EDITORIAL: Gov. Brown must sign SB 186 to help victims of sexual assault

If a community college student commits a sexual assault act off campus, the governing board of each college district should have the authority to remove, suspend or expel that student.
The United States Department of Justice defines sexual assault as any type of sexual contact or behavior that occurs without the explicit consent of the recipient.
Students enrolled in California’s 113 community colleges deserve to feel safe.
We have the right to study and learn in an environment free from the fear of being sexually assaulted.
Gov. Jerry Brown must consider this when he decides whether or not to sign SB 186 proposed by state Senator Hannah-Beth Jackson (D-Santa Barbara).
Existing law covering California community colleges does not allow governing boards to suspend or expel a sexual predator unless the crime for which the student is being punished took place on campus or is related to college activity or attendance.
SB 186 would allow the governing board to punish such a student for sexual assault regardless if the victim is in any way affiliated with the college or if the assault is related to the college at all, OR NOT.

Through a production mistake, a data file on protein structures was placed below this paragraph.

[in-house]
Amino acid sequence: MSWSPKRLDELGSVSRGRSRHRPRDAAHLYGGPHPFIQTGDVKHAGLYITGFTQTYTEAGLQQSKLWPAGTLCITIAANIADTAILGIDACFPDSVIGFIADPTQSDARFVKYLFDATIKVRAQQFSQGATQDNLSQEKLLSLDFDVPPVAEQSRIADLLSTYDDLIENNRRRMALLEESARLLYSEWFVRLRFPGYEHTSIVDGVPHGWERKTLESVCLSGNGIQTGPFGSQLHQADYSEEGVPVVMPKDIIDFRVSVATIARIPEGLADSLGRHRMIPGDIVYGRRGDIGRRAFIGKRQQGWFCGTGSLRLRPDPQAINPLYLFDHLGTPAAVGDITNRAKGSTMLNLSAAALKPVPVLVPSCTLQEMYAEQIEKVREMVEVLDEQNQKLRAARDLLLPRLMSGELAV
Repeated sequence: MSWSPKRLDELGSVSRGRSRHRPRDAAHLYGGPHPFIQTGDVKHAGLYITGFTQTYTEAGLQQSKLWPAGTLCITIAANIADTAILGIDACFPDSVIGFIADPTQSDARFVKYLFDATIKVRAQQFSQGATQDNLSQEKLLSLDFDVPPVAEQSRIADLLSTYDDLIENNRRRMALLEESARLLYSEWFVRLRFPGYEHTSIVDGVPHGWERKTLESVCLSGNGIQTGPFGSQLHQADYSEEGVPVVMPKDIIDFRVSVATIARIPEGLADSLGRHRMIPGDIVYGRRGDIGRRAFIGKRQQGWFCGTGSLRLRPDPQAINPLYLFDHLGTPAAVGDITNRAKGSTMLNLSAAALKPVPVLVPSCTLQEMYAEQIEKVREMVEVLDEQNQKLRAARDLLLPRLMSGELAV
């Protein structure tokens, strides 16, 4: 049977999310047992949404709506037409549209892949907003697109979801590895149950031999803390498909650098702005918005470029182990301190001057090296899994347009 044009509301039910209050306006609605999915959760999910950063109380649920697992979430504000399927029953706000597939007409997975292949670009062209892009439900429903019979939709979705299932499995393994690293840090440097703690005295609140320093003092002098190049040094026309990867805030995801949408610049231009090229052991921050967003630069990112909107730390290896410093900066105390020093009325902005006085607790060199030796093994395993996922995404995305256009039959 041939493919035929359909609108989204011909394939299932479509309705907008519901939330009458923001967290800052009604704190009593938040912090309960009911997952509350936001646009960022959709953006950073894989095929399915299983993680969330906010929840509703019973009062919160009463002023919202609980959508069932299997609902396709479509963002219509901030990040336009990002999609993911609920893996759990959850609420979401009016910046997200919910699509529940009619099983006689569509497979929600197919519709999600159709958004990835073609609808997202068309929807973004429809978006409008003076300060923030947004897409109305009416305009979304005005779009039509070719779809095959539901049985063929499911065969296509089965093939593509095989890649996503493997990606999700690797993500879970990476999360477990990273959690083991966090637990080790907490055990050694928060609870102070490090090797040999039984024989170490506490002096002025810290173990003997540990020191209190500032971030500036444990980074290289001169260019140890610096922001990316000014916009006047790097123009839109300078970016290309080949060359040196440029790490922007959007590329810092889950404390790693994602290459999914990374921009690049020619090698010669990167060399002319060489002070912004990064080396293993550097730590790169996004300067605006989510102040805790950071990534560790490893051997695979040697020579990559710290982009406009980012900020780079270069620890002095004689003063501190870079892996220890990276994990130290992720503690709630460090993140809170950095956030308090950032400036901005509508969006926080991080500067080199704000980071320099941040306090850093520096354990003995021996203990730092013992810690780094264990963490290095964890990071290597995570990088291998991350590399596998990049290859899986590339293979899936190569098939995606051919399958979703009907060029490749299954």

Governing boards of the University of California and California State University campuses already have the power to punish students who commit crimes off campus.
Community college boards of trustees should also have this power to discipline student sex offenders.
Sexual assault committed by community college students should be taken as seriously as those committed by university students, even when committed off college grounds.
It does not matter whether the sexual predator is acting on or off site, he or she will turn any place into a hunting ground.
In a study done by the National Sexual Violence Resource Center at an unnamed university, 63 percent of sexual predators who reported committing or attempting rape admitted to repeating their actions.
It is the school’s and the government’s duty to do everything they can to prevent such crimes from happening.
Colleges must be responsible for the actions and the safety of their students.
If a student with a history of sexual assault off campus were to assault another student at school, the school could possibly be liable for not taking extra precautions.
Allowing a student convicted of sexual assault on campus could cause prospective students to question whether or not the school is even safe enough to attend.
Instead of bringing students in, the college’s reputation is going to be pushing them out.
Community college districts deserve the right to take action to protect the student body from sexual predators, whether their actions take place within the school’s boundaries or outside of them.
Of college aged individuals, one in five women and one in 16 men are already victims of sexual assault on college campuses.
Governing boards at all California community colleges should do everything in their power to lower these numbers.
We call upon Gov. Brown to sign SB 186 so that we, and future community college students, can pursue our education we deserve without fear.
It is better to be safe than assaulted.